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UNISA Chatter – Operating System Concepts: Part 15 ... Deadlock avoidance analysis revisited

UNISA Chatter – Operating System Concepts: Part 15 ... Deadlock avoidance analysis revisited

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See UNISA – Summary of 2010 Posts for a list of related UNISA posts.

This is one of the final exam preparation posts and looks at some of the common deadlock avoidance approach algorithms and reviews the associated assignment from this year as an example. If you are not studying at UNISA, you should probably skip this post Smile

Safe State?

The second assignment presented us with a system  state at (t0) that looked something like the following table. Note that Need and the Maximum Resource Vector are computed values and were not presented as part of the state. Personally, however, I prefer having all the information in one table and added both computed columns to my Excel workbook.

Apart from calculating the Need and Maximum Resource Vector, we were asked to determine if at (t0) the system was in a safe state and to calculate a safe sequence.

Let’s step through the process step-by-step using the Bankers Safety Algorithm:

  1. Work                := Available = (1, 5, 2, 0) as shown above.
    Finish               :=  (F, F, F, F, F)
    Safe Sequence = none
  2. Loop 1
    1. Search the processes from top to bottom for a process that requires less resources than are available.
      We find P2 as the first candidate.
    2. We assume that P2 completes successfully, thus releasing all its allocated resources.
      Work                := Available = (1, 5, 3, 2) as shown above.
      Finish               :=  (F, F, T, F, F)
      Safe Sequence = P2
  3. Loop 2
    1. Search the processes from top to bottom for a process that requires less resources than are available.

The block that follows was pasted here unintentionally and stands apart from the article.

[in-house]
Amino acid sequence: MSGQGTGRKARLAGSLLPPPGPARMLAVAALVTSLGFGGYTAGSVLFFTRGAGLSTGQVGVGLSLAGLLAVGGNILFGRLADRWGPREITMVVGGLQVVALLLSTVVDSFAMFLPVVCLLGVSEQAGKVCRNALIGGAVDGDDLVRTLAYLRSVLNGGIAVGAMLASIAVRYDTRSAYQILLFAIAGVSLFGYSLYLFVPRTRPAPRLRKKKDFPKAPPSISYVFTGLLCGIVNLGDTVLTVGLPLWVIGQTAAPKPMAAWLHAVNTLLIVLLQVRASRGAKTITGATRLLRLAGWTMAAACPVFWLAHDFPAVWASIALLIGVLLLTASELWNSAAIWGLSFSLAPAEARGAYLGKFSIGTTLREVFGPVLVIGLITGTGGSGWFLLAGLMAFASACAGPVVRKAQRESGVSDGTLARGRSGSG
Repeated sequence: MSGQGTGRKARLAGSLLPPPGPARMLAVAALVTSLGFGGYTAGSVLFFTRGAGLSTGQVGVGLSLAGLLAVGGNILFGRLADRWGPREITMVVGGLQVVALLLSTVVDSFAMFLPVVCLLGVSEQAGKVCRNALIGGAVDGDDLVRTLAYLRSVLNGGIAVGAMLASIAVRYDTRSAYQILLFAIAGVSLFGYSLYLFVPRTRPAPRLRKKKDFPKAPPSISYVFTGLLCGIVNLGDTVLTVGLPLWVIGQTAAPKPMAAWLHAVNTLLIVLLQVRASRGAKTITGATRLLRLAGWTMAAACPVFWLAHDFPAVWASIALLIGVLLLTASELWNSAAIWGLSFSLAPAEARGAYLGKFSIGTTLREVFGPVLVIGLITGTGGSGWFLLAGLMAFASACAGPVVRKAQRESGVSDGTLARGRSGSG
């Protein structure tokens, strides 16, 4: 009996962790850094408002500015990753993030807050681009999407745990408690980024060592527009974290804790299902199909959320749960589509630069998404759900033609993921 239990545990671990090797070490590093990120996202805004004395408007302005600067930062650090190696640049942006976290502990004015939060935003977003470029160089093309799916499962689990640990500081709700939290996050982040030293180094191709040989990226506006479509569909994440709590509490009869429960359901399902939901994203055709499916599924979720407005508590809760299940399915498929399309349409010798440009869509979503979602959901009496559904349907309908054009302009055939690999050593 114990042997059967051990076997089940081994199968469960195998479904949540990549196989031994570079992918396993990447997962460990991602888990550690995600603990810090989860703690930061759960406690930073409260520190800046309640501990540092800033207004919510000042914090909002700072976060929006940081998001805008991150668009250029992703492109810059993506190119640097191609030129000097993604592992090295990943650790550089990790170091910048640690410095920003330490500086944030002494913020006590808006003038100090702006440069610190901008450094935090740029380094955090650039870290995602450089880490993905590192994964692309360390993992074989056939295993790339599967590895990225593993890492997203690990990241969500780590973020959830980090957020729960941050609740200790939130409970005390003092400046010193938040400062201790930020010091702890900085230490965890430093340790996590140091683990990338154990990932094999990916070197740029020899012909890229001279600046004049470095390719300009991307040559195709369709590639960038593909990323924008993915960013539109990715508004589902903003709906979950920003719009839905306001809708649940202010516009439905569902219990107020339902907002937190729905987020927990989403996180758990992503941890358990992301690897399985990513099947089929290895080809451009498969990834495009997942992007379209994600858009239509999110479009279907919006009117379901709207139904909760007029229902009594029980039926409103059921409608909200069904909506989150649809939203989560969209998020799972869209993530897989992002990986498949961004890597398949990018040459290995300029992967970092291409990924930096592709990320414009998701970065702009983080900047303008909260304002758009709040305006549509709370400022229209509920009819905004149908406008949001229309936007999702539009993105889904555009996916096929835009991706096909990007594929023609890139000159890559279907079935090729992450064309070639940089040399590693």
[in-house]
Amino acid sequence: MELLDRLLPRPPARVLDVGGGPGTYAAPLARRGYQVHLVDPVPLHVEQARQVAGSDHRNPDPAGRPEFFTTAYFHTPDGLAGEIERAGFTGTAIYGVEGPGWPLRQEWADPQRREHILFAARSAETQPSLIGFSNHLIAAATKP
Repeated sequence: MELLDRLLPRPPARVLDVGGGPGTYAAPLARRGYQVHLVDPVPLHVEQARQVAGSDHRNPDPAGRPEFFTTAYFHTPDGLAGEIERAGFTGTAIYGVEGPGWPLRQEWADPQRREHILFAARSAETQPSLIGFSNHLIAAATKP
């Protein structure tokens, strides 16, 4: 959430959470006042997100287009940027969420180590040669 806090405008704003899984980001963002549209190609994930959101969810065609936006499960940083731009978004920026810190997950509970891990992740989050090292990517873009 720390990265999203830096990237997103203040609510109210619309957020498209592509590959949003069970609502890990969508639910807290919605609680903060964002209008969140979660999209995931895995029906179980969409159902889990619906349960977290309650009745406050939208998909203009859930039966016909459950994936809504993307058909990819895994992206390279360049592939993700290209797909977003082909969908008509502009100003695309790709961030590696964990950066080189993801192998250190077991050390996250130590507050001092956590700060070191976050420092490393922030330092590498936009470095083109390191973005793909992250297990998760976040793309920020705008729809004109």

We find P4 as the first candidate.
    2. We assume that P4 completes successfully, thus releasing all its allocated resources.
      Work                := Available = (1, 11, 6, 4) as shown above.
      Finish               :=  (F, F, T, F, T)
      Safe Sequence = P2, P4
  4. Loop 3
    1. Search the processes from top to bottom for a process that requires less resources than are available.
      We find P4 as the first candidate.
    2. We assume that P4 completes successfully, thus releasing all its allocated resources.
      Work                := Available = (2, 11, 6, 8) as shown above.
      Finish               :=  (T, F, T, F, T)
      Safe Sequence = P2, P4, P0
  5. Loop 4
    1. Search the processes from top to bottom for a process that requires less resources than are available.
    2. We find P1 as the first candidate.We assume that P4 completes successfully, thus releasing all its allocated resources.
      Work                := Available = (3, 15, 8, 10) as shown above.
      Finish               := (T, T, T, F, T)
    3. Safe Sequence = P2, P4, P0, P1
  6. Loop 4
    1. Search the processes from top to bottom for a process that requires less resources than are available.
    2. We find P1 as the first candidate.We assume that P4 completes successfully, thus releasing all its allocated resources.
      Work                := Available = (3, 17, 9, 10) as shown above.
      Finish               := (T, T, T, T, T)
    3. Safe Sequence = P2, P4, P0, P1, P3

All the steps are complete and we have a finish of (T, T, T, T, T), which means that the system is in a safe state and one of the safe sequences is P1, P4, P0, P1 and then P3.

Event at (t1) … P0 requests (0, 4, 2, 0)

To determine the impact of the request, we use the Resource-Request Algorithm:

  1. Check if request <= need  and if yes, go to step 2, else fail.
  2. Check if request <= available and if yes, go to step 3, else fail.
  3. Available   := Available   –  Request = (1, 1, 0, 0) as shown below.
    Allocation := Allocation + Request = (1, 4, 2, 4)
    Need          := Need         -  Request = (0, 2, 3, 2)

The new state at (t1) is shown as below, after processing the request. So far so good … but are we safe?

To determine if we are safe, we apply the bankers safety algorithm again.

  1. Work                := Available = (1, 1, 0, 0) as shown above.
    Finish               :=  (F, F, F, F, F)
    Safe Sequence = none
  2. Loop 1
    1. Search the processes from top to bottom for a process that requires less resources than are available.
      We find P2 as the first candidate.
    2. We assume that P2 completes successfully, thus releasing all its allocated resources.
      Work                := Available = (1, 1, 1, 2) as shown above.
      Finish               :=  (F, F, T, F, F)
      Safe Sequence = P2
  3. Loop 2
    1. Search the processes from top to bottom for a process that requires less resources than are available.
    2. We have a problem, because we cannot find a relevant process, which implies that the request by P0 cannot be granted safely. The result is a restore to the state before P0 request as received, to avoid an unsafe system state.

Hope this helps …

  • Thank u for ur good explanation,sir.Ii's really interesting........&very useful...........

  • thank you sir... its helped me alot for the preparation of my exams

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